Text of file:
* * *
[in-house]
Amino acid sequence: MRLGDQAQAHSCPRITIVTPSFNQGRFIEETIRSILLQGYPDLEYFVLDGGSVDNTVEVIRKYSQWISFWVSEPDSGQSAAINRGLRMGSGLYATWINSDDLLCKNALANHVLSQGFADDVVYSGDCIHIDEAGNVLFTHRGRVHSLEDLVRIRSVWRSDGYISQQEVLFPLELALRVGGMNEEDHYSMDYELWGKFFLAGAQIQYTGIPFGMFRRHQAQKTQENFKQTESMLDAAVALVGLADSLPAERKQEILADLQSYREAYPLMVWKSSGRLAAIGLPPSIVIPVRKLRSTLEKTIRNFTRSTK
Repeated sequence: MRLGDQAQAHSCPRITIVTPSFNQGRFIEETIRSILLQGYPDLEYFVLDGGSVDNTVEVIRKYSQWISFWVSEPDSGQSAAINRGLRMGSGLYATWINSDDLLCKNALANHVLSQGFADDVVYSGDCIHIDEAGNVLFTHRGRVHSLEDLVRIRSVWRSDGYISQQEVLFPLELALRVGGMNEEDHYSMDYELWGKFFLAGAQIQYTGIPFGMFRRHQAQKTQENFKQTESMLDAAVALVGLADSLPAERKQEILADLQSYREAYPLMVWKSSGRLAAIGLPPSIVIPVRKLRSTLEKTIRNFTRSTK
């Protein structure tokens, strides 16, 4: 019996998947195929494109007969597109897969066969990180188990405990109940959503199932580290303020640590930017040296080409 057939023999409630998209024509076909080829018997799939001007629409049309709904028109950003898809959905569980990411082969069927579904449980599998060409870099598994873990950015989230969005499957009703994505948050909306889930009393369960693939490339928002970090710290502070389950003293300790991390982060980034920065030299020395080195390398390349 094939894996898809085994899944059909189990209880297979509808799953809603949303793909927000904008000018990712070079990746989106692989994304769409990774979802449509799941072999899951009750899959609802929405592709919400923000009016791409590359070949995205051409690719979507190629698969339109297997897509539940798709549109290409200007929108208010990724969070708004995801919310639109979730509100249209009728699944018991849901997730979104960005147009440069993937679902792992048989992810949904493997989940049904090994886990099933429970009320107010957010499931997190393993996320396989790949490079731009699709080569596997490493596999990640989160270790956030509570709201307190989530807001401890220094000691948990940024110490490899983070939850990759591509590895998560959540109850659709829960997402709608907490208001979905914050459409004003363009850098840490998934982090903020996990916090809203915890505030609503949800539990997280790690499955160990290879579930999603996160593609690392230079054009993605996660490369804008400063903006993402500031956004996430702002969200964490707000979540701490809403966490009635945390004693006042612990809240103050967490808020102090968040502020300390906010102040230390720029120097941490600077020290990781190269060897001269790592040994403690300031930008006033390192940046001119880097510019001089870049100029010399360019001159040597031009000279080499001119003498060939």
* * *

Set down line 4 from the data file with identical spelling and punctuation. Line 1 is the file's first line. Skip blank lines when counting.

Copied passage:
């Protein structure tokens, strides 16, 4: 019996998947195929494109007969597109897969066969990180188990405990109940959503199932580290303020640590930017040296080409 057939023999409630998209024509076909080829018997799939001007629409049309709904028109950003898809959905569980990411082969069927579904449980599998060409870099598994873990950015989230969005499957009703994505948050909306889930009393369960693939490339928002970090710290502070389950003293300790991390982060980034920065030299020395080195390398390349 094939894996898809085994899944059909189990209880297979509808799953809603949303793909927000904008000018990712070079990746989106692989994304769409990774979802449509799941072999899951009750899959609802929405592709919400923000009016791409590359070949995205051409690719979507190629698969339109297997897509539940798709549109290409200007929108208010990724969070708004995801919310639109979730509100249209009728699944018991849901997730979104960005147009440069993937679902792992048989992810949904493997989940049904090994886990099933429970009320107010957010499931997190393993996320396989790949490079731009699709080569596997490493596999990640989160270790956030509570709201307190989530807001401890220094000691948990940024110490490899983070939850990759591509590895998560959540109850659709829960997402709608907490208001979905914050459409004003363009850098840490998934982090903020996990916090809203915890505030609503949800539990997280790690499955160990290879579930999603996160593609690392230079054009993605996660490369804008400063903006993402500031956004996430702002969200964490707000979540701490809403966490009635945390004693006042612990809240103050967490808020102090968040502020300390906010102040230390720029120097941490600077020290990781190269060897001269790592040994403690300031930008006033390192940046001119880097510019001089870049100029010399360019001159040597031009000279080499001119003498060939």